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'More equity and access': Residents ask EPA for hard copies of Housatonic cleanup reports

 A sign in Lee, Massachusetts, warns people not to eat fish, turtles, ducks and frogs from the Housatonic River because they are contaminated with PCBs.
Nancy Eve Cohen
A sign in Lee, Massachusetts, warning people not to eat fish, turtles, ducks and frogs from the Housatonic River because they are contaminated with PCBs.

Some people in the Housatonic River region are asking the U.S. Environmental Protection Agency to make online documents describing the PCB river cleanup more accessible.

Several people asked for hard copies of lengthy online documents at a Wednesday night meeting of the Citizens Coordinating Council in Lee, Massachusetts.

As General Electric and the EPA get ready to design and build a toxic waste disposal facility in Lee, the agency is releasing GE's pre-design research as PDFs online, including a 3,894-page report.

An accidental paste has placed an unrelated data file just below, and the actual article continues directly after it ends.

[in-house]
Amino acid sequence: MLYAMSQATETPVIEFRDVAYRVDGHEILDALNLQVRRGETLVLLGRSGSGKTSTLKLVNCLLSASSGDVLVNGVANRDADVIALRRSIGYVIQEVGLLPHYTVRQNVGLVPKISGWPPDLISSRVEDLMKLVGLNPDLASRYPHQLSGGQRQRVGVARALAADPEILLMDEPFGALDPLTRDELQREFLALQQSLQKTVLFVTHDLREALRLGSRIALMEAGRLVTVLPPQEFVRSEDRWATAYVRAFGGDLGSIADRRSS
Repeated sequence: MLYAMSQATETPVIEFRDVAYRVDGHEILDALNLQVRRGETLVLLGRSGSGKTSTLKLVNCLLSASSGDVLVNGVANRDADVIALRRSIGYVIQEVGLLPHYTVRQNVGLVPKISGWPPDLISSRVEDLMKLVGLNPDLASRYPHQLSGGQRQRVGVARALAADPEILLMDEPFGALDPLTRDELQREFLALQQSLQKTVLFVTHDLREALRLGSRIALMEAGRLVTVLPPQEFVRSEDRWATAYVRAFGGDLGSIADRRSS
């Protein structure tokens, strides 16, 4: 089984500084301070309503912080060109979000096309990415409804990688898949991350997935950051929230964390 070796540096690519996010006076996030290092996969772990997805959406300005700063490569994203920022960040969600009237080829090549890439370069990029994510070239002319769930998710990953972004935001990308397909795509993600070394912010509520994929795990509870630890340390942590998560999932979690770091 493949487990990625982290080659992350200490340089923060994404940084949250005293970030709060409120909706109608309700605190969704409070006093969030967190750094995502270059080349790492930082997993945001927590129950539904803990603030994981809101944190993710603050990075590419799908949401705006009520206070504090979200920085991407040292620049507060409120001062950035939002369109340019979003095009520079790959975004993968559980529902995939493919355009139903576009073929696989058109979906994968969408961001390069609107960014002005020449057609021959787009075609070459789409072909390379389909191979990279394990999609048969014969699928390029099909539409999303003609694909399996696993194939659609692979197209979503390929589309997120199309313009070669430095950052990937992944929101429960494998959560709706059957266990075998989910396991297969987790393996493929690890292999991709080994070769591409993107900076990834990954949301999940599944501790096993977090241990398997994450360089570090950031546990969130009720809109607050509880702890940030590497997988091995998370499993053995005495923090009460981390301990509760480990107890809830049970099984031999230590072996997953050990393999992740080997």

The agency set an October 9, 2023, deadline for public comment on GE's assessment of the 75-acre site where the PCB dump is expected to be built.

Jim Wilusz, executive director of the Tri-Town Health Department, which serves Lee, Lenox and Stockbridge, said he'd like the EPA to make a hard copy available to the public in Lee.

"We all need to do a better job at creating more equity and access to our residents," Wilusz said. "Let us remind each other that Berkshire County is very rural and we still have broadband-access issues."

Kelsey Dumville, senior community involvement coordinator for the EPA, said the agency would look into responding to the request.

Jane Winn from the Berkshire Environmental Action Team said GE should pay for printing copies.

Judy Herkimer, from the Connecticut-based Housatonic Environmental Action League, suggested residents ask the EPA for an extension to the October deadline for public comment.

Nancy Eve Cohen is a senior reporter focusing on Berkshire County. Earlier in her career she was NPR’s Midwest editor in Washington, D.C., managing editor of the Northeast Environmental Hub and recorded sound for TV networks on global assignments, including the war in Sarajevo and an interview with Fidel Castro.
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